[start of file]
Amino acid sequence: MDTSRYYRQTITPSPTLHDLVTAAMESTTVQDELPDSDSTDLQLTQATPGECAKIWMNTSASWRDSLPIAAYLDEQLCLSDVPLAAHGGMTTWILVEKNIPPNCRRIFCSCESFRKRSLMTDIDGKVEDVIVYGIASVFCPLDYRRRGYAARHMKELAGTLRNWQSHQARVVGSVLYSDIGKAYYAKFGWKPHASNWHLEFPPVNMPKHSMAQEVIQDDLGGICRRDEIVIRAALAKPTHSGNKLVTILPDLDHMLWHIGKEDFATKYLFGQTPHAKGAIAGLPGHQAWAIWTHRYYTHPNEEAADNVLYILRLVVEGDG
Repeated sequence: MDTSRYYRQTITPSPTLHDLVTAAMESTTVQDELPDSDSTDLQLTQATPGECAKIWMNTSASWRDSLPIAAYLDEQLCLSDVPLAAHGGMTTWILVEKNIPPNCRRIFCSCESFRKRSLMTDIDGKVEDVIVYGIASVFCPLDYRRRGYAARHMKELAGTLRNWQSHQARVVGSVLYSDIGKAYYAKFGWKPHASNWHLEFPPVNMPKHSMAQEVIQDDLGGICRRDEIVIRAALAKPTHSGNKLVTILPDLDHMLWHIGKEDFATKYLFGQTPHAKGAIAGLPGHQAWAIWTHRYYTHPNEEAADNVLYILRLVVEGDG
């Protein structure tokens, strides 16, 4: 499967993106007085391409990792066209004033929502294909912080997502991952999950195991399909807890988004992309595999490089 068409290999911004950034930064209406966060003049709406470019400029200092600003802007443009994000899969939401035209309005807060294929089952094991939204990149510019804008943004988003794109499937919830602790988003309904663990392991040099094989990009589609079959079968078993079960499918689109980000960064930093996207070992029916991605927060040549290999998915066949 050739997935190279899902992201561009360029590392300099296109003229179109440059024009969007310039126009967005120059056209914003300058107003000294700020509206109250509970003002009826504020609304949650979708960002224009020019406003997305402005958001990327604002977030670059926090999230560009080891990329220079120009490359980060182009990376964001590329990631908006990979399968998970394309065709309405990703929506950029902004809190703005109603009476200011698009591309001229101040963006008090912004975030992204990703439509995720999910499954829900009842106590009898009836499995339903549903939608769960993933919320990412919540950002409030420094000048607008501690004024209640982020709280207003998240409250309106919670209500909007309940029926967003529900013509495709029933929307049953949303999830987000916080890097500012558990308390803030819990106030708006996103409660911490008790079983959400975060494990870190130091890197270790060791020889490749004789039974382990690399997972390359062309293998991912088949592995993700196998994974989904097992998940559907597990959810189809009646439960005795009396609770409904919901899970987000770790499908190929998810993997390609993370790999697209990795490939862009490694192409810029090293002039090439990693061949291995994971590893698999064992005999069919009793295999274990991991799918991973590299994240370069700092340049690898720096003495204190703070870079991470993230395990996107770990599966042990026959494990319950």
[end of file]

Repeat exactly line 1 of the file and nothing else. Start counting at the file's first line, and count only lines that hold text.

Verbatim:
Amino acid sequence: MDTSRYYRQTITPSPTLHDLVTAAMESTTVQDELPDSDSTDLQLTQATPGECAKIWMNTSASWRDSLPIAAYLDEQLCLSDVPLAAHGGMTTWILVEKNIPPNCRRIFCSCESFRKRSLMTDIDGKVEDVIVYGIASVFCPLDYRRRGYAARHMKELAGTLRNWQSHQARVVGSVLYSDIGKAYYAKFGWKPHASNWHLEFPPVNMPKHSMAQEVIQDDLGGICRRDEIVIRAALAKPTHSGNKLVTILPDLDHMLWHIGKEDFATKYLFGQTPHAKGAIAGLPGHQAWAIWTHRYYTHPNEEAADNVLYILRLVVEGDG